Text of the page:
India’s export of goods has been clocking a healthy performance for the past three months. It has been $34, 30 and 32 billion in March, April and May respectively. These are a substantial jump over corresponding numbers for the three months of the last year. That’s because the whole world had gone into a lockdown by March last year, and the global movement of merchandise had slumped. So compared to last year, the growth rate of the April number is around 195 per cent, and for March and May, the growth number is equally impressive.
So, the proper perspective is to compare the present performance to pre-Covid levels. Here, interestingly, the export number for May 2021 now exceeds that of May 2019 too, showing a healthy growth of around 8 per cent. If this momentum continues, it bodes well for the overall export of goods, which constitute a significant driver of growth.
Petro & jewellery exports
India is a major exporter of refined petrol and diesel, thanks to giant refining capacities which are much in excess of domestic demand. Hence, nearly one-fifth of the merchandise exported constitutes refined petrol and diesel. It is thus an important source of earning foreign exchange for the country. There is a large import component to these petro-product exports, since crude oil has to be completely imported.
There is a similar situation in the gems and jewellery sphere, where uncut diamonds are imported, and polished stones and ornaments are exported. India is a major player in the export of these items and just like petro-products, these too add to the overall dollar earnings.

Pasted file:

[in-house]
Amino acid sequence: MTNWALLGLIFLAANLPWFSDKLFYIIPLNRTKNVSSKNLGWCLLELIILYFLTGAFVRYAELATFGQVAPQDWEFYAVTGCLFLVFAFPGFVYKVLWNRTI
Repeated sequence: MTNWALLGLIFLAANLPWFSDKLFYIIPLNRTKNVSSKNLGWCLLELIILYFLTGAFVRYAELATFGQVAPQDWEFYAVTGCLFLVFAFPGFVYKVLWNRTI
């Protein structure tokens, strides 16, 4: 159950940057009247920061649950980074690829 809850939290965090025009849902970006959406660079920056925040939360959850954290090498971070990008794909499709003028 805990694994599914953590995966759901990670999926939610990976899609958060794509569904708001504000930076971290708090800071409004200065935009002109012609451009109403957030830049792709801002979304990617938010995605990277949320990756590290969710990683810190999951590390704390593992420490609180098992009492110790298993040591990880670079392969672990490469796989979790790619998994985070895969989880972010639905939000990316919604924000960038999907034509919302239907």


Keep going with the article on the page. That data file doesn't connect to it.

Both of these crucial exports depend on the state of the world economy. For instance, the demand for gems and jewellery would naturally fall during economic slump, as consumer sentiment is weak. But thanks to the stock market rally, if wealth is rising, that will induce an increase in demand for luxury goods. However, in the present context, even if one excludes these two components - petro products and gems and jewellery, the country’s export performance is still impressive and rising. It is powered by agricultural products like cereals, jute and other fibres, by electronic goods, specialty chemicals, iron ore, metal products and textile and clothing. Of course, one needs to examine the data in more granular detail to understand areas of maximum potential and growth momentum.
4 sources of spending
The engine of economic growth can be revved up by four demand drivers, or rather four sources of spending. These are consumers, investments (i.e. the demand coming from building new factories), government spending (on things like highways, or rural jobs scheme) and exports (i.e. foreigners spending on Indian goods and services). Presently, as the country is grappling with the second wave of Covid, both the consumer and investment sentiment is weak. This has been confirmed by the Reserve Bank of India’s latest report, as also by the surveys of various industry chambers.
One proxy for investment demand is the growth in bank credit, which is barely 5 per cent. This should be growing at around 25 percent to achieve a healthy growth of 8 per cent. Of course, ‘sentiment’ is as much a matter of psychology, as of economics. It can turn positive quite quickly with the right combination of policy, fiscal stimulus, progress of vaccinations, favourable monsoons, and a pick-up in infra spending. If one looks at India’s stock markets, the sentiment there remains quite bullish and the market is scaling new heights every week.